The Return of Boo Radley

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In “To Kill A Mockingbird”, Boo Radley left gifts for Jem and Scout in the knothole of an old, oak tree.  He wanted the children to be aware of his presence, to understand that he cared for them, and to know that he was watching out for them.

Now, I am going to tell you a story that will explain why I call this painting “The Return of Boo Radley”.

Once upon a time I lived in a one-bedroom apartment with my dog, Gunther. In the center of the complex, there was a large grassy area surrounding a sandbox where the kids could play.  Scattered on the ground, I would find some of the largest and most beautiful pinecones I had ever seen. Whenever I took Gunther for a walk, I would grab a couple and bring them back to my apartment to marvel over.

One day, I noticed a little girl playing alone in the sandbox with a large pile of pinecones. I smiled to myself. This child and I shared a love of pinecones. Later, I noticed a pile of pinecones on the open patio of one of the nearby apartments. I knew that was where the little girl lived.

That night, in a frenzy of inspiration, I took one of the pinecones from my collection and painted it. I took my time, sitting at my easel – intent on turning the pinecone into something magical. At about 3am, I grabbed my dog and took a walk over to the girl’s apartment. I left the painted pinecone on the top of her pile and went back home.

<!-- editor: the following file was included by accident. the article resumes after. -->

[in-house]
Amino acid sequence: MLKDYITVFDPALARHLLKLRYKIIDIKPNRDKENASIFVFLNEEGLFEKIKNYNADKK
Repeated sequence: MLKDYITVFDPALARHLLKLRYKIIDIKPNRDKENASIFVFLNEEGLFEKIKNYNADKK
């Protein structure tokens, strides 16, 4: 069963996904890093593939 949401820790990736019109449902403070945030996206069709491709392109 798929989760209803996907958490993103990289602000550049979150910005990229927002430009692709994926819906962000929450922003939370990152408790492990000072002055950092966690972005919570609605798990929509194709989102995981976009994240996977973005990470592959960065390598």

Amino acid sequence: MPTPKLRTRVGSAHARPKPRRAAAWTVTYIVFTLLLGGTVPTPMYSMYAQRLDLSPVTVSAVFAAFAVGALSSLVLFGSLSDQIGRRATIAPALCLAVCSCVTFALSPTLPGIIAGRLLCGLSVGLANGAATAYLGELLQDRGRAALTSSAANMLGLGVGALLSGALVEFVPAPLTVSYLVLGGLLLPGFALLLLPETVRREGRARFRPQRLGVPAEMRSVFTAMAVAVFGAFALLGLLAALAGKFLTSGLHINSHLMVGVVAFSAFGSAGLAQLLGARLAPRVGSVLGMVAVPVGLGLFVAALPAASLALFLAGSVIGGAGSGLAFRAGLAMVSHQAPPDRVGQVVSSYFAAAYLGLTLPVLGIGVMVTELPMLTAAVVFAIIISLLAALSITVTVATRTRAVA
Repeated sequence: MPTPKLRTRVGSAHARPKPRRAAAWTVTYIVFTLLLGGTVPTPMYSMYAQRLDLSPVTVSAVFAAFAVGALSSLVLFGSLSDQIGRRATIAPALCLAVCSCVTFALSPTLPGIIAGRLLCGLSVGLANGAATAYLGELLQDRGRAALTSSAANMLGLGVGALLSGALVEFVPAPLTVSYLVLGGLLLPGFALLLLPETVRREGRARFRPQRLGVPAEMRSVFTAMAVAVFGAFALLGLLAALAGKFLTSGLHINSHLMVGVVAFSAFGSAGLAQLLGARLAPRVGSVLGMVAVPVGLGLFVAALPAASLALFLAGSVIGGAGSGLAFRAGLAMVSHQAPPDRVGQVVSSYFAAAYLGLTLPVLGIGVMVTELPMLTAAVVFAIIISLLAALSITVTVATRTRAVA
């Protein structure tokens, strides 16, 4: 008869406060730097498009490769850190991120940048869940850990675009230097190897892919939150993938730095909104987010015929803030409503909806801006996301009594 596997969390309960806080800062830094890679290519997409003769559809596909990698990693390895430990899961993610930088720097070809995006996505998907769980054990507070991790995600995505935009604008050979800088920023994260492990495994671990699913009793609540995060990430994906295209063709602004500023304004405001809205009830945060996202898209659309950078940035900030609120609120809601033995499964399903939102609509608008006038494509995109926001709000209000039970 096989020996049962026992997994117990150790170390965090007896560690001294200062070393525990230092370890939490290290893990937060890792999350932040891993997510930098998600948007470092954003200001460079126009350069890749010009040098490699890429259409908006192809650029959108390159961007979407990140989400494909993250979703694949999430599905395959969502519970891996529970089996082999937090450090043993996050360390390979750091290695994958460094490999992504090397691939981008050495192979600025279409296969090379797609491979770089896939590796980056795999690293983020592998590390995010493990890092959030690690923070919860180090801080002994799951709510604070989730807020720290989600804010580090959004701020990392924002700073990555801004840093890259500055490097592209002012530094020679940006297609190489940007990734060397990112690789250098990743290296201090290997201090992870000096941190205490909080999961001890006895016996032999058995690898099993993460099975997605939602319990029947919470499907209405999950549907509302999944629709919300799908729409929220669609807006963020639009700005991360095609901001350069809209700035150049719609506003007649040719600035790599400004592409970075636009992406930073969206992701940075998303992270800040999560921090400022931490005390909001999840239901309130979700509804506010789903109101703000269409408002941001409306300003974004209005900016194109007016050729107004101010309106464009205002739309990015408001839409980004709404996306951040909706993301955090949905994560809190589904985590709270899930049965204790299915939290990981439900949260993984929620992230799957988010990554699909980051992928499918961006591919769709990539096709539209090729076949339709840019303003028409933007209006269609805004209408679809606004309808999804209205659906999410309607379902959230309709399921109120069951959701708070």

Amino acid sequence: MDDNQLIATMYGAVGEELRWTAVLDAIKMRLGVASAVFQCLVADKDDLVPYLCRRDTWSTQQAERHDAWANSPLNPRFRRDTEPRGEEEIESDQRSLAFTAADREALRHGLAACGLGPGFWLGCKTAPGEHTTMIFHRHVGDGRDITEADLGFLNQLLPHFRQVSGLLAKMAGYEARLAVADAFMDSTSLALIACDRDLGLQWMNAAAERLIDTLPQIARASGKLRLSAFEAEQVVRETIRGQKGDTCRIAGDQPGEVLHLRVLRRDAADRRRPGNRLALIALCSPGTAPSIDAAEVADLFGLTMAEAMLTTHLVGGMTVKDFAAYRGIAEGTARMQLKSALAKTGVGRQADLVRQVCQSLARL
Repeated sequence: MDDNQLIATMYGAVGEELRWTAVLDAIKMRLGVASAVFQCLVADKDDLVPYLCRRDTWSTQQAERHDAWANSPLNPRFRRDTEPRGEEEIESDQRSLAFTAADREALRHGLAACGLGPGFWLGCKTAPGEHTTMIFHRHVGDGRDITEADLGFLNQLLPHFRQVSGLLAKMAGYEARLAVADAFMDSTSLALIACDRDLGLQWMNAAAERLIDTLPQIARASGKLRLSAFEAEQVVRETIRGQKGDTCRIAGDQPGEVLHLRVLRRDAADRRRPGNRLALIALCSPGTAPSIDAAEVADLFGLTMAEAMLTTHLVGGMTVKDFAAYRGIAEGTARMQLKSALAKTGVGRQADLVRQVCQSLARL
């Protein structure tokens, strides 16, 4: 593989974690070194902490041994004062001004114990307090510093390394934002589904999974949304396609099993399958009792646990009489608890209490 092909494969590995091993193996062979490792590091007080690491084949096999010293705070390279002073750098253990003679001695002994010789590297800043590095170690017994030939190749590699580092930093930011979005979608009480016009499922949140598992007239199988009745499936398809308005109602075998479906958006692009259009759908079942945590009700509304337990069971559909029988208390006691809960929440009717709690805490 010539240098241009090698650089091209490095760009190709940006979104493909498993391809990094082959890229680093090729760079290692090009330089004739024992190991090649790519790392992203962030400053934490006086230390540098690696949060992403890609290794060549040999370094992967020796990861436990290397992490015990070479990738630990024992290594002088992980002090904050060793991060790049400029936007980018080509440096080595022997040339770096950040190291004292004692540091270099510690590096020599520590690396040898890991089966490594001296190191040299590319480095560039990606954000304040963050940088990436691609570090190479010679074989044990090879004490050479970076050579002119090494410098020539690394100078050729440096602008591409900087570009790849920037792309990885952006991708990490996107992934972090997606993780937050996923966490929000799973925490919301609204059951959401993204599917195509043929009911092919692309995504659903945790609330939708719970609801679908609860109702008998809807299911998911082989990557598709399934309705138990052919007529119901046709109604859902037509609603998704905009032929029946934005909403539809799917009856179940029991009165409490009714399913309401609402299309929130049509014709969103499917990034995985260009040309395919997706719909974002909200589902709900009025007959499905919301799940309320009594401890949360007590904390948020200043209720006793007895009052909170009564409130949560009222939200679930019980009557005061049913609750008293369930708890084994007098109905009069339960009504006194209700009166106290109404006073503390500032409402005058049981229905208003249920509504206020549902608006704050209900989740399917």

The next morning, I walked my dog past the apartment again – and the pinecone was gone.

This is where I got really creative.

To make a long story short, the pinecones got much more elaborate. I bought glitter, rhinestones, small plastic animals, ribbons and other assorted materials to incorporate into my pinecone masterpieces.  Every week or so, I would leave one on top of the pile of pinecones at the little girl’s apartment. The next morning, it was gone.

My story ends anticlimactically… I moved away.

I never knew the girl’s name, and she will never know mine.

We never met.

She will never know where those pinecones came from.

Like Boo Radley – I wanted to show her that I cared about her. I wanted her to know that I shared her love of pinecones.. and that something as simple as that is enough to join two lives together…

But most of all, I wanted her to experience a beautiful mystery in her life.

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13 comments

  1. Wonderful, the connection to treasures left to be found. That’s one of the things I remember most about reading TO KILL A MOCKINGBIRD. But with the movie my chief memory is Scout and Atticus on the porch. Michele, I’m glad you take in Magic, stir it up inside, and paint it back into the world!

    Liked by 1 person

  2. First thank you for your painting and story. I had an urge to write that I was the little girl. That we have found each other at last. You were a bright light in the middle of my unhappy childhoodhood. But none of that is true.

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    1. Thanks Nancy – that made me smile. All I know is that somewhere out in the world, there is a little girl who experienced a beautiful mystery in her life. I’ll never know where that memory will take her… so that makes it a beautiful mystery in my life, too.

      Like

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